Sunday, January 25, 2009

Wooden Woman





A self-portrait of that awkward feeling,

duty taking a firm stand somewhere between responsibility and obligation.

Oh, she knows the right thing to do, with that thickened spine and those formidable logs, er, arms spread wide and heading straight for you. That iron head. Look out for her love. Just like embracing an elm.

Though I’m certain God gets to know us through our obedience, what I am talking about here is that stiff inhibition, that gawky, graceless, overpowering sense of self-consciousness.

Thomas Merton says our minds cannot help but include self in everything. But in the end, he says, nothing (that is, no self) is preferred, that only when self is so small as to be missing can we fully comprehend the greatness of God.





Gone entirely?

Oh dear, my missing self. Missing myself. Now I am missing Wooden Woman.

Surely Thomas, this is not a call to first lose all identity. I’ve tried. I cannot make my self go away. I cannot even ignore her.

Being a little more than self-conscious in moving ahead (perhaps backwards according to Merton), it still seems reasonable to search out the greatness of God—dragging Wooden Woman along. To allow my self to witness God as big, bigger, even terrifyingly immeasurable, until little me by comparison is, in the end not gone, but utterly insignificant.

OK, it’s not perfect. But think of it, it’s hard not to give something that colossal all your attention, never mind any artless lumbering.


Have you thought about the kind of attention that comes to you from something that immense and unerring? Love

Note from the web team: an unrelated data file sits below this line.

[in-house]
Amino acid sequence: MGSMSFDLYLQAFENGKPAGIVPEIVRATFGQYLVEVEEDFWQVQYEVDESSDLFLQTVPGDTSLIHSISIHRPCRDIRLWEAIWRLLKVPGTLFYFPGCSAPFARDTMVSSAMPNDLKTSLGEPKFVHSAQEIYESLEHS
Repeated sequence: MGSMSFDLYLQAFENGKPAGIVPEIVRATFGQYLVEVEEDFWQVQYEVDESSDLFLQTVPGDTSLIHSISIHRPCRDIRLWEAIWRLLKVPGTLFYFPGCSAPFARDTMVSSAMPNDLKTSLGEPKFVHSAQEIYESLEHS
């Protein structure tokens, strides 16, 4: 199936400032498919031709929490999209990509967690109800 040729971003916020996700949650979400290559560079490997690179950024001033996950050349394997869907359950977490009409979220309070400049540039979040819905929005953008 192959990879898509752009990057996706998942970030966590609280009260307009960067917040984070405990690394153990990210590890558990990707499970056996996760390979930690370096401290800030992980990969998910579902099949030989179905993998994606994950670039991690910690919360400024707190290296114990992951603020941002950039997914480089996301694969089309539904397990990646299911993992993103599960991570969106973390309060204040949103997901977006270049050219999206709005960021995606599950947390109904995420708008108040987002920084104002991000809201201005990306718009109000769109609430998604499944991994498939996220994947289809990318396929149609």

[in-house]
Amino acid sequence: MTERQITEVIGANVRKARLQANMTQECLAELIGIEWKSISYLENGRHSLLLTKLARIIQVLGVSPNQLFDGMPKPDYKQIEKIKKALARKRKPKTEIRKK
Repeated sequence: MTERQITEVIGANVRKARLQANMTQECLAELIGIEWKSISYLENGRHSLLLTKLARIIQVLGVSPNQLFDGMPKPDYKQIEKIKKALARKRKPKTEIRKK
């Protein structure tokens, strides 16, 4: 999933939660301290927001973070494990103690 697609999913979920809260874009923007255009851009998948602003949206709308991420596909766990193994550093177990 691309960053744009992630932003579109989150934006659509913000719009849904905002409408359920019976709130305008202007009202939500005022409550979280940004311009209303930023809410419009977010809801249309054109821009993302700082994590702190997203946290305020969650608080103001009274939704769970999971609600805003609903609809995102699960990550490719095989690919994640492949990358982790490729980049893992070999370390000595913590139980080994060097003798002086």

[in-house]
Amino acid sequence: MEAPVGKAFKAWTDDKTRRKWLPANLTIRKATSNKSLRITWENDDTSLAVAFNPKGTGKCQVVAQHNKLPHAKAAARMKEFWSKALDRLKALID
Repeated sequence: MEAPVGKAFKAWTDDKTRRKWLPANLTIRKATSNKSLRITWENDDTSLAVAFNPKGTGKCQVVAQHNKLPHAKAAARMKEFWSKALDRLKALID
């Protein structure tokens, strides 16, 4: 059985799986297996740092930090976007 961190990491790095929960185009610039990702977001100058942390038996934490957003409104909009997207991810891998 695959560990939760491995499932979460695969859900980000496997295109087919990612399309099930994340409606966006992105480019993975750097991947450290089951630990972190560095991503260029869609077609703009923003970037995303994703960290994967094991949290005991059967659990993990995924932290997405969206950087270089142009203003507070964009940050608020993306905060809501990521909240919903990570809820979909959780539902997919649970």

willing to give all, to pay any price, complete self-sacrifice.



Yes, I noticed that right away, too. Small, inelegant as she is, Wooden Woman is, despite all self consciousness, willing.

2 comments:

Craig and Bethany said...

And yet, I keep coming back to the value of something purchased at such great price. Value! The self, the mechanism of free-will, something so sacred that amazingly God died to save rather than violate it. I think perhaps I see the self more as a vessel to be filled, than a contaminant to be refined out. Perhaps it is the starting point, nearly nothingness animated, resurrected into unmasked glory. And somehow we get to be active participants, to be radiant and completely ourselves - not that we would be less, but rather the intended version of ourselves. Otherwise in the end we'd all end up alike, homogeneous, tasteless. Is there some un-self conscious self consciousness, a moment, a place, where we become this self? I picture this is what Lewis means when he said, perfect humility dispenses of all modesty.

scottnicks said...

When a wooden man lumbers around lost -- he stays lost since he refuses to stop to ask for directions.
ha ha.
If we make the conscious decision to lessen ourselves, are we not in a way putting an emphasis on ourselves in the end? A subtle form of conceit or a mock humility. Self-aggrandizing asceticism? It seems like the definition of insanity -- doing the same thing over and over all the while expecting a different result. The mantra of "I will minimize myself today. I will minimize myself today..." does not move us to the bottom of the list, but keeps us at the top.
So what do we do?
Ahhh, drink deep from the cocktail of grace and holy fear. By releasing the right to redeem ourselves, for we have been bought with a price, we can and must then focus our attention on the Creator who continuously dwarfs us with His ever-expanding depth at every turn.
Our surrender empties us to be filled with our Ordained and Created purpose to give ourselves to God and others. He never gives us purpose to serve ourselves. That can not bring the Creator glory.
So I am going to lumber around looking for a drink and try to still the voices of insanity who continue to prattle on about self and personal effort as I go. Maybe I'll ask the Bartender for directions too.